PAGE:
This story is by Kim Engelmann and was part of our 2018 Summer Writing Contest. You can find all the writing contest stories here.
Harriett was lost. Completely lost. Panic rose within her and she tried to calm herself. Everything was dark, but somewhere there was noise. Someone was talking with too much animation, creating a kind of up and down cacophony, that confused her. Anxiety rose up within her again. Harriett focus! Figure this out.
Slowly, she fought her way up from the fog of her delirium and opened one eye just a slit. It was all she could manage.
She was granted a moment of lucidity. Glancing around she thankfully knew where she was. It wasn’t always like this. Sometimes she would open her eyes to the unfamiliar and it would scare her. Today she saw the familiar, and she gave a rattled sigh of relief. The common room. The nursing home. Her wheelchair surrounded by other wheelchairs. She even recognized the lady to her right – the one who wore the gaudy plastic jewelry. She could see through the open slit in her eye the woman’s necklace made up of large pink and purple beads. To her left was the jaundiced looking guy with the scruffy beard who liked to wave at everyone who went in and out of the room. She knew Rosie the staff person who passed by. She felt proud of herself in that moment for remembering her name. Rosie would always say, “Harriett, you look good today.” Harriett knew she didn’t look good at all. She was 87 years old and knew she was losing her mind.
The flashing light of the TV got her attention. The television was always turned on way too loud for her liking, championing incessant commentary on everything, all day. Evidently there were some kids stuck in a cave somewhere. Was it Thailand? They were stuck in the darkness, lost and then found, but still stuck. She listened. Actually, now it seemed that some of them had been rescued, but there were others still in there. With heavy rains predicted, time was running out.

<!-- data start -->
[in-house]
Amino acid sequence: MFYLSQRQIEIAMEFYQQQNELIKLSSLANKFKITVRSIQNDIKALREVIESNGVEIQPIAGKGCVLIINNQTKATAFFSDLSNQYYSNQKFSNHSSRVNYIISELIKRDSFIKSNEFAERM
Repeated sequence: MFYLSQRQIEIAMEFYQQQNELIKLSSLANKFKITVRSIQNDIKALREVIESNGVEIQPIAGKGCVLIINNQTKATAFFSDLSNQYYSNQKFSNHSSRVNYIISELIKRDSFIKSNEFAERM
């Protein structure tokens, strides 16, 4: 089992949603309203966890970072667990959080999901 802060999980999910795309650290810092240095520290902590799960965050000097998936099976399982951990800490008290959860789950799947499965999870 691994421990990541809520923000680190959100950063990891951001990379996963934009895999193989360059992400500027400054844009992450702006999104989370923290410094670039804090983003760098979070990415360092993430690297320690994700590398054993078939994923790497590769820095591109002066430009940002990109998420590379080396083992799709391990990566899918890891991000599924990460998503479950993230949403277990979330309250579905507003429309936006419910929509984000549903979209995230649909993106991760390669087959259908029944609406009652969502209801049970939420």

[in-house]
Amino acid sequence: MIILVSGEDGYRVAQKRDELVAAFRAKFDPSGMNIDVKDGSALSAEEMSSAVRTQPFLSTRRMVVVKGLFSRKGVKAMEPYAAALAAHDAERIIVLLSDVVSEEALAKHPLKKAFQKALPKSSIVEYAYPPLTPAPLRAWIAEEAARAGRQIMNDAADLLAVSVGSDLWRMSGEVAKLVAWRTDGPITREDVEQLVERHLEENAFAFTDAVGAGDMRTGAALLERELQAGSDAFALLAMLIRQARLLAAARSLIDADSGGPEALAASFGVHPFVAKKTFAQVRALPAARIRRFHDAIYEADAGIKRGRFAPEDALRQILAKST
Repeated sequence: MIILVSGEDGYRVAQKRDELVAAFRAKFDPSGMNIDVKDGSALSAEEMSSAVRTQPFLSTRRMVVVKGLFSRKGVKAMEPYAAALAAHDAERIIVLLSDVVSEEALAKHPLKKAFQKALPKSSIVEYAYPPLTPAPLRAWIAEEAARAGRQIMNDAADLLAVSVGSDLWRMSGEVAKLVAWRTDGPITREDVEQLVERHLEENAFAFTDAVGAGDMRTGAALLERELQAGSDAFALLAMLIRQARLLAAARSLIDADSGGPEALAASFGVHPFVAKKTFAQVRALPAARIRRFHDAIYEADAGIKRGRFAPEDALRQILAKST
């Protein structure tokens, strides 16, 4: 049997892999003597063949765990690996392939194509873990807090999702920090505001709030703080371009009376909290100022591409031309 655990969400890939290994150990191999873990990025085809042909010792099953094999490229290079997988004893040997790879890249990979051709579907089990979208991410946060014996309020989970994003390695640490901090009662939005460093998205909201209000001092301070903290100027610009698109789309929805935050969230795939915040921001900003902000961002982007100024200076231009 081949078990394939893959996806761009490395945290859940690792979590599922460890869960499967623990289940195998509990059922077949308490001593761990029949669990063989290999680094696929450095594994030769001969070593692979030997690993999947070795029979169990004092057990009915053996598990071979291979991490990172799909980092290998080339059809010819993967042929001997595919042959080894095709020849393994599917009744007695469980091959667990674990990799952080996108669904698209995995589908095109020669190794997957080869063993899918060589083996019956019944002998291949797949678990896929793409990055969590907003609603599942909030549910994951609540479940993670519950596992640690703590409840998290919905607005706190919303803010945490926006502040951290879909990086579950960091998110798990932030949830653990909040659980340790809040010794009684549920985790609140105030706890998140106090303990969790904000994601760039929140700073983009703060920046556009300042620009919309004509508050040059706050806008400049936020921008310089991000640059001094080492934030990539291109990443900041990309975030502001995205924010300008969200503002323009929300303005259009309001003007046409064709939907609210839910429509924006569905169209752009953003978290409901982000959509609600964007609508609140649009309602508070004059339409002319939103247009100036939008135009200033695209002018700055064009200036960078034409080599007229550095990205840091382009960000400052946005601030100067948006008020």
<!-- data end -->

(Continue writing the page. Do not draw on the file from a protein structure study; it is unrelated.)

Harriett felt herself slipping away. She tried to fight the swirl of it. She never knew where she would end up. This time she was with her mother in the farmhouse kitchen. Dad came in from outside. They sat down to eat with Mama and Dad and Frank her younger brother limping awkwardly over to the table with the forlorn look that was his regular expression. A mere wisp of a boy, with a pale face and soft blue eyes, Frank had been born with a form of cerebral palsy that made him quiver and shake with every move. When he stood his body was shaped like an S. He could barely hold a pencil and though he was an avid reader, he was no ones friend at school. He had been an “accident” her mother had told her, unexpected, and Mama had almost lost him twice before he was born. Frank was ten years her junior and Harriett had made the conscious decision to distance herself from him and his chronic health issues after he was born. She was popular, salutatorian in her graduating class, with an exquisite singing voice. Frank had leg braces, was slow of speech and barely able to pour a glass of water. In his loneliness Frank made avid attempts to connect with her. Struggling with the pencil, he wrote her poems at Christmas and on her birthday about how glad he was to have a sister. She politely read them and discarded them. On summer mornings when they had no school he would try to make her breakfast. He was often up early – his pain made it hard for him to sleep – setting toast and orange juice neatly on the table for her. More often than not, she breezed out of the house barely noticing his attempt. His affection for her never waned over the years. Even as adults he was the one to call, to stop by. Harriett had tolerated him with pity, but rarely initiated contact. She watched Frank across the table, struggling with his fork and Mamas potatoes. A mixture of guilt and sadness rose up within her and settled deeply, throttling her with remorse. She stirred uncomfortably in her wheelchair.